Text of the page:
Elizabeth Fry Patchwork Quilts. Favourite Panels 1/25

2019 is a special year for both our museum and Bridget Guest, General Manager. Bridget celebrates her own 25th year, alongside that of the Quaker Tapestry Museum. As a designer and embroidery tutor Bridget knows the panels and their stories well and will be sharing her 25 favourite panels with us, as her own unique celebration of the 25th anniversary of Quaker Tapestry Museum.

In 1818 the British government decided to send female convicts to Australia. Women and their children faced a traumatic journey. Manacled and wearing leg irons they were herded into open flat carts. They were then pulled through the streets to the jeers of the townspeople, pelted with rotten fruit and vegetables and sods of soil, arriving at the ship terrified and filthy. They remained in the ships hold for the entire 17 week voyage.

Elizabeth Fry challenged the appalling conditions of our 19th century prisons. Elizabeth arranged that women would be transported in closed carriages, unmanacled, at night and allowed out of the hold once the ship had sailed. The boredom on the long voyage would lead to fighting and gambling, so Elizabeth introduced a most imaginative scheme. Each woman was to have a bag of useful things, containing; clothing, a comb and brush, soap and towels, a Bible, spectacles, a plate, cutlery, material, wadding, needles, a thimble and threads. Everything needed to make a patchwork quilt during those long days at sea. Elizabeth and her friends visited every ship destined for Botany Bay, 106 ships and 12,000 women in all.

What is believed to be the last surviving ‘bag of useful things’ quilt was found in a drawer in Scotland in the 20th century. Now owned and cared for by the National Gallery of Australia, in Canberra. I had the opportunity to see the quilt in 2007, whilst there teaching Quakers the stitches and techniques, in preparation for them embarking on their own Quaker Tapestry.

Robert Bell, Senior Curator at the museum, was interested in the quilt’s connections with the Quaker Tapestry. He kindly arranged a private showing of The Rajah Quilt (named after the ship on which it was made)

Stored in a specially-made drawer it was brought out of hiding by its conservators. The Rajah Quilt is a major focus of Australia’s national textiles collection. While it is a work of great documentary importance in Australia’s history, it is also an extraordinary work of art; a product of beauty from the hands of many women who, while in the most abject circumstances, were able to work together to produce something of hope.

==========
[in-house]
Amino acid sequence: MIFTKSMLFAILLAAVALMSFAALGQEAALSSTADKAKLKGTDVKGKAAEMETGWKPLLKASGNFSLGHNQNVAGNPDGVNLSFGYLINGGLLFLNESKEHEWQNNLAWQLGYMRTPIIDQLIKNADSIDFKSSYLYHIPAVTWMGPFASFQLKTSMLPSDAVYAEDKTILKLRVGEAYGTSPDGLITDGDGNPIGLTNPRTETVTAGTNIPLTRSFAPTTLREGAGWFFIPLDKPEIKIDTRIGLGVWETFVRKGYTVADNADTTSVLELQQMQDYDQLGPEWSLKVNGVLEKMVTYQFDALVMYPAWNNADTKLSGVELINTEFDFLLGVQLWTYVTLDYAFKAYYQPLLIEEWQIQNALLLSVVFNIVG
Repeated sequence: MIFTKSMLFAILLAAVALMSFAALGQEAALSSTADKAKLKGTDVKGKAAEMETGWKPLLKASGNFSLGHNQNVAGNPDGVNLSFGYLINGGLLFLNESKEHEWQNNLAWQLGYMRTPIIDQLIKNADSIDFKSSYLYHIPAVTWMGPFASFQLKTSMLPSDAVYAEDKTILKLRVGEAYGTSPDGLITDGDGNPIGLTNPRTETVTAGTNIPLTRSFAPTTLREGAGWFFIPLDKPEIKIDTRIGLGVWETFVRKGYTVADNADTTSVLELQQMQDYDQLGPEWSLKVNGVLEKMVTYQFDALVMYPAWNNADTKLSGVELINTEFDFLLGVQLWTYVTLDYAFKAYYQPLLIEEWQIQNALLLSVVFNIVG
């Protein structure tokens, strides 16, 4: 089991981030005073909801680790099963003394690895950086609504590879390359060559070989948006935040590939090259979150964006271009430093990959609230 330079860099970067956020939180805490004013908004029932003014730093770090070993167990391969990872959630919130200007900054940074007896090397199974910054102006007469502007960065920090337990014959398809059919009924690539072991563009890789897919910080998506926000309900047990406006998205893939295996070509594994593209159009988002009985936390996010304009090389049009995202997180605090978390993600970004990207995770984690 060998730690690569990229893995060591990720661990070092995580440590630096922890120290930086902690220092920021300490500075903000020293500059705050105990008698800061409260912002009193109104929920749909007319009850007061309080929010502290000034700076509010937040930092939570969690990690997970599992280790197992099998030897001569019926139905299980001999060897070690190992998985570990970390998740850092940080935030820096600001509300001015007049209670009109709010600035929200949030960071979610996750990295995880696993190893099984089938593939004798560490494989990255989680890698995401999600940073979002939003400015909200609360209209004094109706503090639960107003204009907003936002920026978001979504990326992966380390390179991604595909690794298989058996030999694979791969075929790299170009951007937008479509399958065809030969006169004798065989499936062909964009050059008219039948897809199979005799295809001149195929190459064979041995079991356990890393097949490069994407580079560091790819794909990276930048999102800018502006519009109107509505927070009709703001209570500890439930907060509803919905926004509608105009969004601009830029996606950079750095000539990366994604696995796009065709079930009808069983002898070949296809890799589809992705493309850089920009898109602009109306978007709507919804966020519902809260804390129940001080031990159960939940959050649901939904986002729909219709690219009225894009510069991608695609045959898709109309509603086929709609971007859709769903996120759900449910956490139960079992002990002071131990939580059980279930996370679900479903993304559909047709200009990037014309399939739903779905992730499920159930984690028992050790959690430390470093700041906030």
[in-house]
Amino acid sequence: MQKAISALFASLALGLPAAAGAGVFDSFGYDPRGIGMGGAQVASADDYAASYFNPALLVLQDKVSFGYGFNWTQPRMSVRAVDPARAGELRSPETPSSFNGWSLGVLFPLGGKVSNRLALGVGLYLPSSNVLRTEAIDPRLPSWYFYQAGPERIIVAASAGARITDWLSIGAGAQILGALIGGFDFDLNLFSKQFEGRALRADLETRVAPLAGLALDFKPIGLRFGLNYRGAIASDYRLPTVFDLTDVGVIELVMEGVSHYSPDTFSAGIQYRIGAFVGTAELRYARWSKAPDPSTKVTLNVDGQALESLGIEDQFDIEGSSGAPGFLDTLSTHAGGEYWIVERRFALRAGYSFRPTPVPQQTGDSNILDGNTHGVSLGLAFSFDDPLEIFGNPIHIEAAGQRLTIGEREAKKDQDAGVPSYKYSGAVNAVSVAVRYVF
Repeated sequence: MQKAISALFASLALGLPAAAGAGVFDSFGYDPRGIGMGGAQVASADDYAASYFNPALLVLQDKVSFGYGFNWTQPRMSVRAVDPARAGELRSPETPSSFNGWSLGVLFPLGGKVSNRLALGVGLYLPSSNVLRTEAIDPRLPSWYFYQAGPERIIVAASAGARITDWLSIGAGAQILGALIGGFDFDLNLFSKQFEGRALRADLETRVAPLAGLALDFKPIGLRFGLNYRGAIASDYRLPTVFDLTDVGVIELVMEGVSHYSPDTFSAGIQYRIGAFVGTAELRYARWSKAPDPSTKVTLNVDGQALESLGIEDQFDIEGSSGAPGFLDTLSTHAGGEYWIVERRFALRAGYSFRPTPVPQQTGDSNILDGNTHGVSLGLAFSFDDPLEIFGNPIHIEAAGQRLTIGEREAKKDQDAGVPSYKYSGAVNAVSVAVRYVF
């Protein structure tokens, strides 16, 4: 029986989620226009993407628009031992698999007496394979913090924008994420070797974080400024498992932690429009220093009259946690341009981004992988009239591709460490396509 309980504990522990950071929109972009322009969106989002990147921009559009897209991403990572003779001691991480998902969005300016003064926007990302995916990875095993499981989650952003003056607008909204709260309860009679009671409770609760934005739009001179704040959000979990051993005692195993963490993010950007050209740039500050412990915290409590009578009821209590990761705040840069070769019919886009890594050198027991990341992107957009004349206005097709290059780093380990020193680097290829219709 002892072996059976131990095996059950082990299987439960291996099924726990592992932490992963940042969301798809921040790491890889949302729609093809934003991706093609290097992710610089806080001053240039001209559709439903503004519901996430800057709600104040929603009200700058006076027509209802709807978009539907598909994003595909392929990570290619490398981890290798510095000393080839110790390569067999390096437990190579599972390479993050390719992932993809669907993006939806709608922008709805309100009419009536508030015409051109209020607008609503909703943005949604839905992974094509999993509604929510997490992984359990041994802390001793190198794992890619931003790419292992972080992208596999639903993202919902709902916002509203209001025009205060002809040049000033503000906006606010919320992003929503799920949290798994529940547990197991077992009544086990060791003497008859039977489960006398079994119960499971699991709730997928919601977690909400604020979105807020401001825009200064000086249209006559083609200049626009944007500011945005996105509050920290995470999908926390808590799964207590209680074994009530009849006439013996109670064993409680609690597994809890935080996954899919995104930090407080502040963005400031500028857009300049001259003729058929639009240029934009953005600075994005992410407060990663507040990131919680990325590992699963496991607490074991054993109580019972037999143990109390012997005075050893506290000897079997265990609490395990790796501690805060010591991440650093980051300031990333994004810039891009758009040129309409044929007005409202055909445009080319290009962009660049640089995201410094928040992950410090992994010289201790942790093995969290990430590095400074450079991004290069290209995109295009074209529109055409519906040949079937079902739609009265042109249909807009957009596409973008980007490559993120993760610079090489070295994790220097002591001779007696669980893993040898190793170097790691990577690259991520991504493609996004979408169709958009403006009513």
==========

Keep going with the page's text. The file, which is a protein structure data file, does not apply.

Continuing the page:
The quilt itself is made using the pieced medallion style common in the late 18th century, especially in Ireland. It consists of a central panel worked with ‘broderie perse’, a term used to describe appliquéd chintz, probably because of its resemblance to Persian embroidery. It is surrounded by a succession of border strips of printed cloth, appliquéd flowers and flower shapes. From the 2815 pieces, you can see a cross-section of contemporary textile technology, its patterns, printing techniques and design influences.

We can see a considerable variation in the creator’s skills. Among the women on that voyage were 15 whose occupations were listed as tailoring or needlework.  However, there are small bloodstains still on the quilt – probably from the pricked fingers of some of the less-skilled workers, or slips due to the rough seas!

The conservators, Micheline and Stephanie, with conservator’s gloves, showed me how one of the pieces had been sewn on back to front. This must have been due to the poor light and dismal conditions below deck. The vibrancy of the fabric colours was amazing.

It was returned to Britain to allow the convict ship committee to see one of the fruits of their efforts. Its life and ownership during the following years has yet to be revealed. The Rajah quilt has miraculously endured the ravages of time and physical decay to provide us with a tangible link to Australia’s fragile early society and the women who transcended terrible conditions to work together in the service of art.”

Designed by Joe McCrum and Anne Wynn-Wilson; embroidered by Anne Castle and Friends in Australia, bottom section by children in Taunton and Australian.

Ranging from displays, activities, workshops and talks here at the museum to special online celebrations. There is something for everyone as part of our 25th anniversary celebrations. Please visit our website to see what we have in store, events will be added on here. Sign up to our newsletter to keep up to date with the latest news from Quaker Tapestry.

2 comments on “Bridget’s Favourite Panels – Elizabeth Fry and the Patchwork Quilts

  1. Jenny Roxborogh on

    The Rajah quilt is remarkably similar to a quilt we have in our family made in 1792 in Armagh. My great grandmother, Martha Alicia Brett bought it to NZ in the 1870 s and it was made originally as a wedding quilt for her great grandmother, Martha Black by her sisters. The family tree has been well researched by Brett family who were l awyers and clergymen . They along with the Blacks who were merchants, belonged to a very different strata of society to the makers of the Rajah quilt.

    For more information and photos Martha’s Quilt into Google should produce the narrative I’ve written about the history of the quilt.

    The quilt belongs to my older sister who has now immigrated to Vancouver so international travel continues to be part of its life.

    Reply
    • Vanessa Eaves on

      What a fascinating story, thank you for sharing it with us. Wonderful to hear the quilt remains in your family 🙂

      Reply

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“Embroidery was the medium that provided the opportunities for this experiment in education, communication and community experience.”

Anne Wynn-Wilson, founder of the Quaker Tapestry